Source: MEKRA Lang
Innovation, and in particular development of the technologies needed to address the environmental challenges facing us now and in the future, is the key to any kind of sustainable future.
Back at the end of March I reviewed The Other Side of Innovation: Solving the Execution Challenge (Harvard Business Review Press, 2010), a book by Vijay Govindarajan and Chris Trimble on innovation for the corporate set. As is always the case, since writing about the topic, I've become aware of how much commentary on innovation is pulsing through the web. One piece in particular caught my attention.
"My experiences with large electric utilities, oil companies, equipment vendors, and engineering/construction firms — of a comparable magnitude and global reach as P&G — have not been so encouraging ........ to date, many aspects of the energy sector (particularly in the electricity industry) have largely been shielded from the imperative to innovate."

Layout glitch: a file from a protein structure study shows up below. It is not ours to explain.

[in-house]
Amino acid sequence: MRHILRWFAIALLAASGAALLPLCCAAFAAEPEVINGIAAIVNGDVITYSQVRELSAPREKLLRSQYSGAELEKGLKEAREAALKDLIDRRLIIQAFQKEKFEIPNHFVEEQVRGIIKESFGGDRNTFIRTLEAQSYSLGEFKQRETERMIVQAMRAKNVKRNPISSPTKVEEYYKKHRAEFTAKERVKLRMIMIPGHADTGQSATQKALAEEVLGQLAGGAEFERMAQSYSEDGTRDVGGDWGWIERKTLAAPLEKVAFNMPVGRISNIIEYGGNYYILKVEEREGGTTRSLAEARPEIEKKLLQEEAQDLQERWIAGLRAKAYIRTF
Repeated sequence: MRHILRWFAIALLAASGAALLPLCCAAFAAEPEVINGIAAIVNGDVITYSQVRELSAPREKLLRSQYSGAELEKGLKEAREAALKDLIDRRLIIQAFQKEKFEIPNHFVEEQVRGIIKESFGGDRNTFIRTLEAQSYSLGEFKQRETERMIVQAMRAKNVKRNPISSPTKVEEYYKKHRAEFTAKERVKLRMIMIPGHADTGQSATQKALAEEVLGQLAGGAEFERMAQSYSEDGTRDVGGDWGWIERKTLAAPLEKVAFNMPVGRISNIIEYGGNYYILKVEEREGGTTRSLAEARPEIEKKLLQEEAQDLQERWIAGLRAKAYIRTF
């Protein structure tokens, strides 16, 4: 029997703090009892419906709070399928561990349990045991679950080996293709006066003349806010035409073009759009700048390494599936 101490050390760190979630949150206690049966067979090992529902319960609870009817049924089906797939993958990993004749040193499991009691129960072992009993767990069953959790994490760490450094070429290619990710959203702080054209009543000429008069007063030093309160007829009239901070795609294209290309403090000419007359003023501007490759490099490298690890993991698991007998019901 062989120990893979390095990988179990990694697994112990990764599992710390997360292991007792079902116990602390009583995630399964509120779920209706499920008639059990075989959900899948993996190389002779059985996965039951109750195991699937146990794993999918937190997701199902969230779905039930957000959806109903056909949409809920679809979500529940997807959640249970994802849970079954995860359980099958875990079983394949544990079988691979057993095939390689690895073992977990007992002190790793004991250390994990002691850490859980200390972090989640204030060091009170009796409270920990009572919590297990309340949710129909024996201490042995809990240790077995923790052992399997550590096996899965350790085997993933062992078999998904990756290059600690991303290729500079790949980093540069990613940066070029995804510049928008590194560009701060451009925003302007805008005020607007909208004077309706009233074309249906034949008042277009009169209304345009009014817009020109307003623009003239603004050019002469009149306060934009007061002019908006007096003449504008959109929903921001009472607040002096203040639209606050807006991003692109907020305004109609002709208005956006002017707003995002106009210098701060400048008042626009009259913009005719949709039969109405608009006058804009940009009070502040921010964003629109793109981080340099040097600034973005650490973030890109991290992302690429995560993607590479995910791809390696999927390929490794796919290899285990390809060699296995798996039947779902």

The focus of his post is twofold:
- Procter & Gamble's launch of its open innovation program, improving its ability to collaborate with outside partners in technology research and product development; and
- The U.S. federal government's hugely important catalytic role in commercial innovation, even in technologies (e.g., the iPhone) that seem on the surface to have been developed solely by “the free market".